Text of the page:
Because the Proud Boys are equal opportunists when it comes to hating others, their members belong to a wide variety of other, more targeted hate groups as well and that's one of the main factors that helped coordinate activities that resulted in our first Insurrection at the Capital. I say "first" because it will happen again if Trump doesn't win our next election. Maybe the mobs won't be as big or maybe they're bring bigger weapons or both. But hopefully, the powers that be will be ready this time. 

<Rant On> Those of us who value democracy cannot stay complacent. We cannot stay silent! We must do what we can, while we still can, to get people to tune into what is at stake with the coming election. All the gains we've made in Equal Opportunities for women and people of color in the last 50 years will be undermined if the Democrats lose. Not to mention reproductive freedom is at stake. All the strides we've made towards cleaning up the planet will be turned back, and Trump is promising to throw out the Affordable Health Care Act along with getting rid of the regulatory agencies that protect our water, food chain and medical supplies. His plans to round up immigrants is literally right out of the 1930's Nazi handbook.

Biden may have made mistakes but he's a moral man of honor who we can trust to surround himself with good people should he die in office. Where Trump is a man with no moral compass who the first time around surrounded himself with people who are now either sitting in prison or who have come out against ever letting Trump near the Oval Office again. The polls all say that these two men are running neck to neck and that means too many people are turning a blind eye to the dangers of another Trump term. So those of us who aren't under the spell of the Trump Cult need to step up to the plate and help them see we're on the Crazy Train headed toward Fascism. We do that by speaking up whenever we are given the opportunity. We can, we must be willing to have some uncomfortable conversations with the goal of helping our Democracy to survive. The world does not need another immoral dictator. <Rant Off> 

Until Next Wednesday.  ©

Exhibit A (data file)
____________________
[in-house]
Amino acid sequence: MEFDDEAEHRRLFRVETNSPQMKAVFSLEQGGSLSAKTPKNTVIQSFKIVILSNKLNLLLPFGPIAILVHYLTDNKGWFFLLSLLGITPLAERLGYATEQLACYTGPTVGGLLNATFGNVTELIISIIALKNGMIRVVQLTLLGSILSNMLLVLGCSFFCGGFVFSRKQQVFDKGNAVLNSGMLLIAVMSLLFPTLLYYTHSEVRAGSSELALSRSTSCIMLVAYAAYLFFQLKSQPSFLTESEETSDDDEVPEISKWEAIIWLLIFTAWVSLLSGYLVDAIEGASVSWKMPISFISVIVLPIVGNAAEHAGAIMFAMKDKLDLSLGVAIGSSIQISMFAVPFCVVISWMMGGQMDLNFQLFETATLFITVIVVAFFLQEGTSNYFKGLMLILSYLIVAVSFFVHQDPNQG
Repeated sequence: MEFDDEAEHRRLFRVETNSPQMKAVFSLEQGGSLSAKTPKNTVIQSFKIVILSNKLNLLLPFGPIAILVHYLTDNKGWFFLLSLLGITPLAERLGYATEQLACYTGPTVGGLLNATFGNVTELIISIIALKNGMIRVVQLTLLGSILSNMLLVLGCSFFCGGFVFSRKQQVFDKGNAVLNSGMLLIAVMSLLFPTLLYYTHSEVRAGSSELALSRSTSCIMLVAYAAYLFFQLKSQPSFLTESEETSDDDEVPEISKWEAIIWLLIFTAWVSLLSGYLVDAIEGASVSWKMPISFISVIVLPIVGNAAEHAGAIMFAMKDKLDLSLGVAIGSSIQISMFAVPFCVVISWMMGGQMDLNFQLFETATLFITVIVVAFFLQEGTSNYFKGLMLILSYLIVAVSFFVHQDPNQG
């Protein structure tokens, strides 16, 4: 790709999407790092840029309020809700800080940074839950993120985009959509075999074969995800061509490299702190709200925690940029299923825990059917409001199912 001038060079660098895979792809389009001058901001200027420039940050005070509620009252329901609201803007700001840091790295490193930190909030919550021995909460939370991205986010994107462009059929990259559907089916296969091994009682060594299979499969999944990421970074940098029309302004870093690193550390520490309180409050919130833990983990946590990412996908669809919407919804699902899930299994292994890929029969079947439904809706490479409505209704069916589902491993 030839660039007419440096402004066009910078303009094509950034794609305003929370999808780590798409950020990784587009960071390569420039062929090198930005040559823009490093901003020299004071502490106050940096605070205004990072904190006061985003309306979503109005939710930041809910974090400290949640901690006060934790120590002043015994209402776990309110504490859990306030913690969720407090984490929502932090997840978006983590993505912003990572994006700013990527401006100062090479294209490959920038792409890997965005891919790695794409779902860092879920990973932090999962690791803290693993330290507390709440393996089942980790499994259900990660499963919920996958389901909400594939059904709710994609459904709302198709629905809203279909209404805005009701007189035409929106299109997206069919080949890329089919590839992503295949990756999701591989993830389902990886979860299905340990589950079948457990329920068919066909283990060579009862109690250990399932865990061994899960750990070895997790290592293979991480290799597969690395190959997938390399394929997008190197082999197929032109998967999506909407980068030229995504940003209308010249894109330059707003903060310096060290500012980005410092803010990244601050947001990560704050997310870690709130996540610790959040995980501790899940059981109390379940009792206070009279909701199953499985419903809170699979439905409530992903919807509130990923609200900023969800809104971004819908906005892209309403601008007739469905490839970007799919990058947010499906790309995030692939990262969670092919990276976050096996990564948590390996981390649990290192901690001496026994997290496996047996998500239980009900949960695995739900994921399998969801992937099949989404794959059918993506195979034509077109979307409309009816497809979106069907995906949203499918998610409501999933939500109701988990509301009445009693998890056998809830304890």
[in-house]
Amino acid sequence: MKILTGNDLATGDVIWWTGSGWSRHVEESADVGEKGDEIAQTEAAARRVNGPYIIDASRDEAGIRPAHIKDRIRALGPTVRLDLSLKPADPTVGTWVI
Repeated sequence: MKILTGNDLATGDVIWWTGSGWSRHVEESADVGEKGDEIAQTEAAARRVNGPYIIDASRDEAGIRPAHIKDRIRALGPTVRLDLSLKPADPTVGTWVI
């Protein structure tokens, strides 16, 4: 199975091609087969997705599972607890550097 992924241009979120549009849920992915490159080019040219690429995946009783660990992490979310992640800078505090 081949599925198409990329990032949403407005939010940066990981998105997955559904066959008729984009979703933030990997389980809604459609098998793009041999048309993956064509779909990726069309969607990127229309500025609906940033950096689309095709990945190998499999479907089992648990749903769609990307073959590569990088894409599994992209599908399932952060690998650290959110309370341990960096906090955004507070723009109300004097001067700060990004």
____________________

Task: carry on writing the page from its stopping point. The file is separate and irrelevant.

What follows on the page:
Wednesday, May 15, 2024

Old People, the Gossip Edition

Do you ever wonder what others think about your foibles and quirks? We all have them. Those little things we often do without forethought or because we've mimicked a mannerism from someone so far in our pasts that we wouldn't know how to break the habit if we tried. Hair tossing is a common foible for teens and young women these days as is the habit of posing for photos with a hand on an outwardly turned hip. Key the fashion model scouts who might see them on the internet and say, "That's the next Kendall Jenner! Another American Mannequin!" Me with my fatty-fatty-two-by-four stature I pose for photos standing behind someone else. That's one of my foibles and I'm owning it.

I had these thoughts while sucking up coffee at our cafe too early in the morning for me to be up and be social at the same time. I was hiding out from my cleaning woman who causes me to get up with an alarm clock the first Monday of every month. I don't like it but I can't change it; I'm in building one, the first apartment on the first floor and she' cleans on a grid, down one hall and up another. She's a nice young woman of color who will talk your ear off if you give her a chance. I usually give her ten minutes then I excuse myself and walk over to the other building to grab some coffee. 

I was alone when I got to the cafe but soon after five others showed up and sat down at another table but they asked what I was doing there; its rare for me to be out in public in the mornings. When I told them, our resident Trumpette said, "Oh, you don't stay around and watch her like a hawk? I do!" Then she shook her head and laughed, presumably at my perceived nativity. Aside from her politics that often gives me blog fodder I like many things about this woman. She's generous, funny, bold and sure of her self and her convictions. But I do wish she didn't turn a blind eye toward the x-president's lack of a moral compass and his many transgressions. Talk about foibles and quirks. I'd be here all week, glued to my keyboard if I tried to gossip-write about his.

Soon after another woman I like to write about showed up---Ms Social Worker. One of her many quirks is she takes an Uber 3-4 times a week to go to Starbucks for coffee. She's constantly falling---well, not daily but sometimes it seems like it. The fire department always comes pick her off the floor and sometime she gets hauled off to the hospital to check her out. In the 25+ times she's fallen since she moved in she's never broken a bone or broke her skin. Me, I've fallen once and broke several ribs. 

The art professor I fan-girled when I first heard about her living here on the continuum care campus told Ms. Social Worker that doesn't get hurt in her falls because she's got a "marshmallow body." Other times she's told Ms. Social Worker that it's her "body fat" that's protecting her bones. Ms. Social Worker is a little smaller than I am and once I spoke up to say, "I've got more body fat than she does and it doesn't keep me from breaking my bones. I don't even have to fall to break something." Foot, ribs, both elbows and wrists and I worn out both knees and had them replaced. Same with both shoulders. Oh, and I've also broken toes.